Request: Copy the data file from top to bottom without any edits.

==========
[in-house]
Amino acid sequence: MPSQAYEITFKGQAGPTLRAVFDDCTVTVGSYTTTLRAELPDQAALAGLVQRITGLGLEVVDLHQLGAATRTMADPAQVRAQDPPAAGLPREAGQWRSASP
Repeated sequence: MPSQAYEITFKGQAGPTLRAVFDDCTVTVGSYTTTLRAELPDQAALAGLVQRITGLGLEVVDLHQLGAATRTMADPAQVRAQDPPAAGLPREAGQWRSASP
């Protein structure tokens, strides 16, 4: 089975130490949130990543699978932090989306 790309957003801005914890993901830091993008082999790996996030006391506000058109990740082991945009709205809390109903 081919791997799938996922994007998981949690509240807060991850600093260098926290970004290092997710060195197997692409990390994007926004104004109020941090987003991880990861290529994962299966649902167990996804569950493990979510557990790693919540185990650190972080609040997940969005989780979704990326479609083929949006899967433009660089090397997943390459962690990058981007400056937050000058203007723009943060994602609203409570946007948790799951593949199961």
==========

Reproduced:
[in-house]
Amino acid sequence: MPSQAYEITFKGQAGPTLRAVFDDCTVTVGSYTTTLRAELPDQAALAGLVQRITGLGLEVVDLHQLGAATRTMADPAQVRAQDPPAAGLPREAGQWRSASP
Repeated sequence: MPSQAYEITFKGQAGPTLRAVFDDCTVTVGSYTTTLRAELPDQAALAGLVQRITGLGLEVVDLHQLGAATRTMADPAQVRAQDPPAAGLPREAGQWRSASP
């Protein structure tokens, strides 16, 4: 089975130490949130990543699978932090989306 790309957003801005914890993901830091993008082999790996996030006391506000058109990740082991945009709205809390109903 081919791997799938996922994007998981949690509240807060991850600093260098926290970004290092997710060195197997692409990390994007926004104004109020941090987003991880990861290529994962299966649902167990996804569950493990979510557990790693919540185990650190972080609040997940969005989780979704990326479609083929949006899967433009660089090397997943390459962690990058981007400056937050000058203007723009943060994602609203409570946007948790799951593949199961």